The Bible forbade necromancy (seeking guidance from the dead) in no uncertain terms:
“There shall not be found among you any one who burns his son or his daughter as an offering, asny one who practices divination, a soothsayer, or an augur, or a sorcerer, or a charmer, or a medium, or a wizard, or a necromancer.” (Deuteronomy 18:10-11).
Necromancers who invoked “ghosts and familiar spirits” were apparently fairly numerous, for more than one king attempted to stamp out the practice. Saul tried to ban the activities of sorcerers and necromancers, yet at the end of his life even he turned to such a woman (l Samuel 28:7-25). The urge to seek guidance from ancestors and the recently dead was apparently strongly rooted in the hearts of men and withstood official opposition and outright prohibition.
Paintings: the Witch, Samuel, and Saul
Samuel and the Witch of Endor, Martynov, detail of the witch
Martynov’s witch is calm, solemn, sure of her power.
Martynov, Saul, Samuel and the Witch of Endor
Saul seems to have already received Samuel’s forecast of doom, and clasps his forehead in anguish. He turns towards the viewer, as if to face his future. The witch is the dominating figure in this painting: it is she who holds the power.
Witch of Endor, Edward Henry Corbould
Corbould seems to have drawn on a gypsy woman for inspiration for his witch. Her face is in shadow, but her summoning hand is still raised. Samuel is bowed. He can offer no hope to his former favorite, Saul.
The Witch of Endor, painted in 1777
The gates of Sheol are parted, and Samuel appears. Saul’s body language shows a man making one last, desperate plea for help from his former mentor, Samual.
The witch is nowhere in sight.
The Witch of Endor, Nicolai Gey
The red of Saul’s cloak evokes a horrifying image of how his blood, and the blood of his three sons, will be spilt on the following day. Samuel is a remote figure, other-worldly, without pity or emotion
The Witch of Endor, Matthias Stom
This later painting is more realistic. Samuel clasps the shroud around him as he tells Saul there is no hope. The witch is almost like a nurse or healer, not a frightening figure as in other paintings. Saul too seems calm as he listens to his former friend and adviser.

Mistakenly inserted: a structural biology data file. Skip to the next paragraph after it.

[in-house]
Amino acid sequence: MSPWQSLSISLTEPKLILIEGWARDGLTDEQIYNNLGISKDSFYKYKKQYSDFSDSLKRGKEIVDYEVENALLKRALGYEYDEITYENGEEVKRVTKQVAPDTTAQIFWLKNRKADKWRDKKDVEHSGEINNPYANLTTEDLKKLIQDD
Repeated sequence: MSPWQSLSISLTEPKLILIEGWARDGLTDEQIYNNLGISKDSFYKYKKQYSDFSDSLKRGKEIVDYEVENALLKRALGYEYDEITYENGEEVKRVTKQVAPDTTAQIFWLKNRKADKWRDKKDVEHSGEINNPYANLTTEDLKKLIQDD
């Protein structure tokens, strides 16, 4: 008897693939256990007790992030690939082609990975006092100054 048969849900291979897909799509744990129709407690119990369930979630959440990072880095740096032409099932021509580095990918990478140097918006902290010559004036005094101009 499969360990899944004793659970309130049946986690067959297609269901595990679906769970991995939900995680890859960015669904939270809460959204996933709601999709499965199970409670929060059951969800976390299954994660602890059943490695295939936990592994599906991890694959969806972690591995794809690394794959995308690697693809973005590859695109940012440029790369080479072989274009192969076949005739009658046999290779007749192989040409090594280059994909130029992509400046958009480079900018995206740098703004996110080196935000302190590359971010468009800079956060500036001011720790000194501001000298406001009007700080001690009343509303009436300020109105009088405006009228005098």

Bible text for the Witch of Endor
3 Now Samuel had died, and all Israel had mourned for him and buried him in Ramah, his own city. And Saul had put the mediums and the necromancers out of the land. 4 The Philistines assembled and came and encamped at Shunem. And Saul gathered all Israel, and they encamped at Gilboa. 5 When Saul saw the army of the Philistines, he was afraid, and his heart trembled greatly. 6 And when Saul inquired of the Lord, the Lord did not answer him, either by dreams, or by Urim, or by prophets. 7 Then Saul said to his servants, “Seek out for me a woman who is a medium, that I may go to her and inquire of her.” And his servants said to him, “Behold, there is a medium at En-dor.”
8 So Saul disguised himself and put on other garments and went, he and two men with him. And they came to the woman by night. And he said, “Divine for me by a spirit and bring up for me whomever I shall name to you.” 9 The woman said to him, “Surely you know what Saul has done, how he has cut off the mediums and the necromancers from the land. Why then are you laying a trap for my life to bring about my death?” 10 But Saul swore to her by the Lord, “As the Lord lives, no punishment shall come upon you for this thing.” 11 Then the woman said, “Whom shall I bring up for you?” He said, “Bring up Samuel for me.” 12 When the woman saw Samuel, she cried out with a loud voice. And the woman said to Saul, “Why have you deceived me? You are Saul.” 13 The king said to her, “Do not be afraid. What do you see?” And the woman said to Saul, “I see a god coming up out of the earth.” 14 He said to her, “What is his appearance?” And she said, “An old man is coming up, and he is wrapped in a robe.” And Saul knew that it was Samuel, and he bowed with his face to the ground and paid homage.
15 Then Samuel said to Saul, “Why have you disturbed me by bringing me up?” Saul answered, “I am in great distress, for the Philistines are warring against me, and God has turned away from me and answers me no more, either by prophets or by dreams. Therefore I have summoned you to tell me what I shall do.” 16 And Samuel said, “Why then do you ask me, since the Lord has turned from you and become your enemy? 17 The Lord has done to you as he spoke by me, for the Lord has torn the kingdom out of your hand and given it to your neighbor, David. 18 Because you did not obey the voice of the Lord and did not carry out his fierce wrath against Amalek, therefore the Lord has done this thing to you this day. 19 Moreover, the Lord will give Israel also with you into the hand of the Philistines, and tomorrow you and your sons shall be with me. The Lord will give the army of Israel also into the hand of the Philistines.”
20 Then Saul fell at once full length on the ground, filled with fear because of the words of Samuel. And there was no strength in him, for he had eaten nothing all day and all night. 21 And the woman came to Saul, and when she saw that he was terrified, she said to him, “Behold, your servant has obeyed you. I have taken my life in my hand and have listened to what you have said to me. 22 Now therefore, you also obey your servant. Let me set a morsel of bread before you; and eat, that you may have strength when you go on your way.” 23 He refused and said, “I will not eat.” But his servants, together with the woman, urged him, and he listened to their words. So he arose from the earth and sat on the bed. 24 Now the woman had a fattened calf in the house, and she quickly killed it, and she took flour and kneaded it and baked unleavened bread of it, 25 and she put it before Saul and his servants, and they ate. Then they rose and went away that night.